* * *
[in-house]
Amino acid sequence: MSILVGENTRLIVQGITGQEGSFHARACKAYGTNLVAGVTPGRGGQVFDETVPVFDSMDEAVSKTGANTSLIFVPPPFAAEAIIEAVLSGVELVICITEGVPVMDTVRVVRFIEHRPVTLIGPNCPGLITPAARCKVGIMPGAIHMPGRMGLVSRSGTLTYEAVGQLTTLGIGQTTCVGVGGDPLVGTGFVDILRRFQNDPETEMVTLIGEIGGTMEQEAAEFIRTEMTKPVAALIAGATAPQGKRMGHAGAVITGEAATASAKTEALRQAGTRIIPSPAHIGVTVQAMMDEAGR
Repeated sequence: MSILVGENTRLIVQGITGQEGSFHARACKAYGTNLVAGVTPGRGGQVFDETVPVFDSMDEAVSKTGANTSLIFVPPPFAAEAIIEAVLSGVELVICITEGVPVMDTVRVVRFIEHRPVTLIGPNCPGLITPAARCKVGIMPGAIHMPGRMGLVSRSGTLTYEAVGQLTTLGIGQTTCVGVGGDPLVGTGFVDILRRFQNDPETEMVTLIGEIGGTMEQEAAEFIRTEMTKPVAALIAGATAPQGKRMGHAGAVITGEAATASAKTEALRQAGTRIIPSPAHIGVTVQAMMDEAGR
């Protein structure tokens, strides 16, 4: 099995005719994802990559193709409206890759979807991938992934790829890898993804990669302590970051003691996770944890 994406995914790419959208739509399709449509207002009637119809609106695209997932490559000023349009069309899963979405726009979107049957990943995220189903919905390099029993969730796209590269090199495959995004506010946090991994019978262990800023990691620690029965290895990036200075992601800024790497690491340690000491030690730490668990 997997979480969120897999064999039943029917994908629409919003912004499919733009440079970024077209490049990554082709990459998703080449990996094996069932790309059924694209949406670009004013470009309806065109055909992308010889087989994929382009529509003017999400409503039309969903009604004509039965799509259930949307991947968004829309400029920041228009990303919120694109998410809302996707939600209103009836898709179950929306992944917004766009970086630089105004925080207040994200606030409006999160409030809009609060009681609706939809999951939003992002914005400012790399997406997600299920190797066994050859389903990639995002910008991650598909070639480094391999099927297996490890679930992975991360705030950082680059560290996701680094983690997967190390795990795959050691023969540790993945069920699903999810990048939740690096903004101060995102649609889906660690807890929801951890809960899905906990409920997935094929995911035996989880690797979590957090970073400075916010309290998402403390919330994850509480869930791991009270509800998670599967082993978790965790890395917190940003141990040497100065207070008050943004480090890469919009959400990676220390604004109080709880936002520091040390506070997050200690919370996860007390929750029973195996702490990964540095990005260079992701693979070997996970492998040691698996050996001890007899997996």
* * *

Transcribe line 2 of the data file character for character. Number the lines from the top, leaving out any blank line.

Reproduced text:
Amino acid sequence: MSILVGENTRLIVQGITGQEGSFHARACKAYGTNLVAGVTPGRGGQVFDETVPVFDSMDEAVSKTGANTSLIFVPPPFAAEAIIEAVLSGVELVICITEGVPVMDTVRVVRFIEHRPVTLIGPNCPGLITPAARCKVGIMPGAIHMPGRMGLVSRSGTLTYEAVGQLTTLGIGQTTCVGVGGDPLVGTGFVDILRRFQNDPETEMVTLIGEIGGTMEQEAAEFIRTEMTKPVAALIAGATAPQGKRMGHAGAVITGEAATASAKTEALRQAGTRIIPSPAHIGVTVQAMMDEAGR